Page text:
Adding insult to injury, it’s possible that these unimpressive returns may continue to be generated alongside increased volatility. This was evident in the first quarter of this year, when asset prices gapped to the downside on concerns about the slowdown in China’s growth rate, and then fully recovered by the end of the quarter as market sentiment reversed. Given these new market dynamics, a focus on the  liquidity of investments will become increasingly important.

With the central banks of several major economies experimenting with highly unconventional monetary tools on the one hand, and the Fed attempting to normalize policy on the other, we  should be prepared to see further bouts of high volatility. In addition, as investment banks continue to step away from their traditional role of providing liquidity in periods of sharp market moves, we suspect this sort  of volatility will remain common.

Below, we take a look at the macro-economic crosswinds at play and ways to think about building bond portfolios given the uncertainty of the current environment.

1 Dobbs, Richard, Tim Koller, Susan Lund, Sree Ramaswamy, Jon Harris, Mekala Krishnan, and Duncan Kauffman. Diminishing Returns: Why Investors May Need to Lower Their Expectations. McKinsey Global Institute. May 2016.

2 Bureau of Labor Statistics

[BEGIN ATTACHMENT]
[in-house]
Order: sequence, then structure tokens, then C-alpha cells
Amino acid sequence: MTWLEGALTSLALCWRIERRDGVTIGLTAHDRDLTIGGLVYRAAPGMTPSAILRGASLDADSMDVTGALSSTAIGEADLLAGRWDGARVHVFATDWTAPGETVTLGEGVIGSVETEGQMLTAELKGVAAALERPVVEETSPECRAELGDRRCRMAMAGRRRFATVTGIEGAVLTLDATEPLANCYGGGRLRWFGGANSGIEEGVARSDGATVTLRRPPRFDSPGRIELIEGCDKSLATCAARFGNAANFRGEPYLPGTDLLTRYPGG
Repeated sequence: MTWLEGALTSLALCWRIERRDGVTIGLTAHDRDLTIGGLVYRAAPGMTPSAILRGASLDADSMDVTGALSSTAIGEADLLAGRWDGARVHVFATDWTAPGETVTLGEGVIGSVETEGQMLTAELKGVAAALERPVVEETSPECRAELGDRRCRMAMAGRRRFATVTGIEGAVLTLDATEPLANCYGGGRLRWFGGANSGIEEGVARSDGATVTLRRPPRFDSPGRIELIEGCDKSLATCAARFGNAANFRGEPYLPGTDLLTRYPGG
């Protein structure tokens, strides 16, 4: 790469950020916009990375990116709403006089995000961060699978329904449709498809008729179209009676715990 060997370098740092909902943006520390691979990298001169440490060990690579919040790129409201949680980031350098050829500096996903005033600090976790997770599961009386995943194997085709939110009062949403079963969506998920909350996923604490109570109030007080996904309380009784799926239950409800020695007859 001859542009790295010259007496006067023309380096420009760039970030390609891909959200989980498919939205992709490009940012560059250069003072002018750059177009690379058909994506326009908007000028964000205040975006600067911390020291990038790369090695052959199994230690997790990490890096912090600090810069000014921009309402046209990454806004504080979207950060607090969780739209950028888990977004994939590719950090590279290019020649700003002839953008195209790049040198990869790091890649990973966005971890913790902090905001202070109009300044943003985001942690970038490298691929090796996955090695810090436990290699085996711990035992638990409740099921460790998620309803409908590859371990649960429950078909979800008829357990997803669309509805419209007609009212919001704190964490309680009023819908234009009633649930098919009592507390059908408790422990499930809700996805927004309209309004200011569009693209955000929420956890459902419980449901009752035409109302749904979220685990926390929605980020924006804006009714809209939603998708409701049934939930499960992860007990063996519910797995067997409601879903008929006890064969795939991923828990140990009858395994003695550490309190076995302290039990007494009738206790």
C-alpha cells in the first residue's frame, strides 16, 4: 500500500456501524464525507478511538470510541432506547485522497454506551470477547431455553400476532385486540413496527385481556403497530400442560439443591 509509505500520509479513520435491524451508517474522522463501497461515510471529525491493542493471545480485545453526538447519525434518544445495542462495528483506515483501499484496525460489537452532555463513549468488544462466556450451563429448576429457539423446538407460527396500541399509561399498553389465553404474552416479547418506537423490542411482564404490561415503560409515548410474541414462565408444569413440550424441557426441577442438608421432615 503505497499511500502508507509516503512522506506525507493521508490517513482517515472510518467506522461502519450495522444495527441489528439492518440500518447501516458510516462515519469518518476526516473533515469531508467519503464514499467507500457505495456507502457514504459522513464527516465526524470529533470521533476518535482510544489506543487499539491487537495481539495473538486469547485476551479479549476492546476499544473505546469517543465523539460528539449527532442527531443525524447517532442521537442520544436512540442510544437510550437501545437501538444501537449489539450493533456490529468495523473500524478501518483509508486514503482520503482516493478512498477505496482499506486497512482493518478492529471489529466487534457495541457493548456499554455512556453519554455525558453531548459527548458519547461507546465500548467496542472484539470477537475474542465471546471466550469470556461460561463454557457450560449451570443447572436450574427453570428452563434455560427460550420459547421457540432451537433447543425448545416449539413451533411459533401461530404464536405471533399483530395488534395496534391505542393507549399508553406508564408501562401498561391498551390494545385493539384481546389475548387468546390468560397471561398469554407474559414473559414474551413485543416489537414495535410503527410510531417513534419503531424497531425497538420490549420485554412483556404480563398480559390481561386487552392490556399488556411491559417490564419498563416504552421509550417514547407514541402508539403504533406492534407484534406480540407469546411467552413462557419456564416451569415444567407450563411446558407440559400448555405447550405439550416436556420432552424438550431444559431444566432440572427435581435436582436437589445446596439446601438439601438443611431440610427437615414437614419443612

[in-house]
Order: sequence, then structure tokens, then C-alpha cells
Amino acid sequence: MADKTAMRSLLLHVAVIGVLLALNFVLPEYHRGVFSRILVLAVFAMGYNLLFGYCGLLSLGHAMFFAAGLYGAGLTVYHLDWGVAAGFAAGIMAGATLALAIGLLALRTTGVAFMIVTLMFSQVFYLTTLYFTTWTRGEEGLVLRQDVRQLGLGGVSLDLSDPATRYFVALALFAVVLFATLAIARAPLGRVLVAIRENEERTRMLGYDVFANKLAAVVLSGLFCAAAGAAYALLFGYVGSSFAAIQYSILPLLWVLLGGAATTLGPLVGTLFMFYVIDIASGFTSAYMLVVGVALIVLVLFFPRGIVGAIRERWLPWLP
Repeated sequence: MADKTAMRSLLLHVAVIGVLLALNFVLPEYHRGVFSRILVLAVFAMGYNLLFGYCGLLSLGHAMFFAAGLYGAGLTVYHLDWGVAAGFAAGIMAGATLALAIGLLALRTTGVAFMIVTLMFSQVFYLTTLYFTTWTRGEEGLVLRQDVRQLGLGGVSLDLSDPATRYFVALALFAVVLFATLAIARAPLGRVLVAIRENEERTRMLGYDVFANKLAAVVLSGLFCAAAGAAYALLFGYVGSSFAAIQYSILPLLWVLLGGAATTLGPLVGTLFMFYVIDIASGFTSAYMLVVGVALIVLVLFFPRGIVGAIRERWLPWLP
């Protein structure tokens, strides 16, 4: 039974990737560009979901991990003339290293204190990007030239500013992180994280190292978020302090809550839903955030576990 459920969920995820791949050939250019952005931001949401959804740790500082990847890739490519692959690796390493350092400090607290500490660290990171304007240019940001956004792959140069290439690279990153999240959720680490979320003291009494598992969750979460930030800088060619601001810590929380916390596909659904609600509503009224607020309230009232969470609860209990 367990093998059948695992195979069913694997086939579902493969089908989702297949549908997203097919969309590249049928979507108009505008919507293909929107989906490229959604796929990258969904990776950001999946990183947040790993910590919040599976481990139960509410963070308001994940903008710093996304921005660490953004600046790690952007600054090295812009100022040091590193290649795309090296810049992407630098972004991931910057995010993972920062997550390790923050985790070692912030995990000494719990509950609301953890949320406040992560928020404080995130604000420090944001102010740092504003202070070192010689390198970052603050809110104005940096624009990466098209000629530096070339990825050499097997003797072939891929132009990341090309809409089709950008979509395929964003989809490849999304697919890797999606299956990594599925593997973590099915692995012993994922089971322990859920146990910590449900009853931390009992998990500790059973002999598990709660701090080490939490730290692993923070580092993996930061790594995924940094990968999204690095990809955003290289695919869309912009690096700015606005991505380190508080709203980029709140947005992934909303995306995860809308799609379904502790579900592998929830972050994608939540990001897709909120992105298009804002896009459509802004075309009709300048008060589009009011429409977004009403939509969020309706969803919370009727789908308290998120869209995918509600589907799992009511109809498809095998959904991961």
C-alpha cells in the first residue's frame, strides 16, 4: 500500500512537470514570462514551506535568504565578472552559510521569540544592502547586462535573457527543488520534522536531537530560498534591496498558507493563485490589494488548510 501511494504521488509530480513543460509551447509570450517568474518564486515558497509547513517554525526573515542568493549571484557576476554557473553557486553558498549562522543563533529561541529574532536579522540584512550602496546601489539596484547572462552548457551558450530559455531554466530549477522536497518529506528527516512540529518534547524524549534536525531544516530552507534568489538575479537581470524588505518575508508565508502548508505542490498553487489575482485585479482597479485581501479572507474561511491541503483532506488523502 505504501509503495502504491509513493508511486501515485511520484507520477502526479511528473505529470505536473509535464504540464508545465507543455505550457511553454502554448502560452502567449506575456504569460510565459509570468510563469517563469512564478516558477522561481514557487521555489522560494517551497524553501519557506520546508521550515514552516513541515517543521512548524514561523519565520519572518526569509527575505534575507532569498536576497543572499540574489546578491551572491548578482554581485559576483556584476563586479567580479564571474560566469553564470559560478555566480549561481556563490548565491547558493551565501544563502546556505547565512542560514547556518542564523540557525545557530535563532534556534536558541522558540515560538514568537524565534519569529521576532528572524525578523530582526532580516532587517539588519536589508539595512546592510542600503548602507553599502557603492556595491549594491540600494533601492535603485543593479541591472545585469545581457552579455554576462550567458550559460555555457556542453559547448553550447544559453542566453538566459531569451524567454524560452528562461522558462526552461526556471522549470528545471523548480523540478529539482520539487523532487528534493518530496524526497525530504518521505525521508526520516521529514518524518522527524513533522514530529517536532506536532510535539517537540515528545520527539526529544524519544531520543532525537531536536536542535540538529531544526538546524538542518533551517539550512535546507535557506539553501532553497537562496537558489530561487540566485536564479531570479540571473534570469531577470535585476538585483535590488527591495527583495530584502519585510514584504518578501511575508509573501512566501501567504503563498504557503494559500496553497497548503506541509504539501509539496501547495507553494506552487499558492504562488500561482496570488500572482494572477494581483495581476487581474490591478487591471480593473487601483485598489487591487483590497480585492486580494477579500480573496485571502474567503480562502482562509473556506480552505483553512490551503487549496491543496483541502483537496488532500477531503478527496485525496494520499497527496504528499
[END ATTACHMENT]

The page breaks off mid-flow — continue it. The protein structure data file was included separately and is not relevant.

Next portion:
3 S&P Dow Jones Indices

4 As of June 30, 2016. Data represents the percentage of debt in the J.P. Morgan Global Government Bond Index (GGBI) yielding less than the 10-year U.S. Treasury. The GGBI is composed of the sovereign debt of the following developed-market countries: United States, Japan, United Kingdom, France, Italy, Germany, Spain, Belgium, Netherlands, Australia, Canada, Denmark and Sweden. In the calculation of this statistic, all U.S. Treasuries have been excluded from both the numerator and denominator.

5 As of June 30, 2016. Data represents the percentage of debt in the J.P. Morgan Global Government Bond Index that has a negative yield.

6 For retirement accounts that do not benefit from the tax-exempt status of municipal bonds, a lower portfolio yield, around 2.5%, should be targeted.

7 The Morningstar Short-Term Bond Category had a yield to maturity of 1.8%, while the Morningstar Muni National Short Category had a tax-equivalent yield to maturity of 2.8% as of 5/31/16. Morningstar does not calculate yield to worst for its bond categories, which is generally lower than yield to maturity. Tax-equivalent rates are based on the top 2015 federal tax rate of 43.4%, which includes the 3.8% Medicare tax. The reader’s portfolio yield target should be adjusted according to their respective tax bracket.

8 Based on the Bloomberg Barclays Aggregate Index yield to worst value of 1.9% and tax-equivalent Bloomberg Barclays Municipal Bond Index yield to worst value of 2.8%, as of 6/30/16. Tax-equivalent rates are based on the top 2015 federal tax rate of 43.4%, which includes the 3.8% Medicare tax.

9 The Morningstar High Yield Muni Category had a tax-equivalent yield to maturity of 7.9% as of 5/31/16. Morningstar does not calculate yield to worst for its bond categories, which is generally lower than yield to maturity. Tax-equivalent rates are based on the top 2015 federal tax rate of 43.4%, which includes the 3.8% Medicare tax.

10 Five-year correlations to the S&P 500 of Bloomberg Barclays Municipal Bond Index and Bloomberg Barclays Municipal High Yield Bond Index were –0.17 and 0.06, respectively, as of 6/30/16.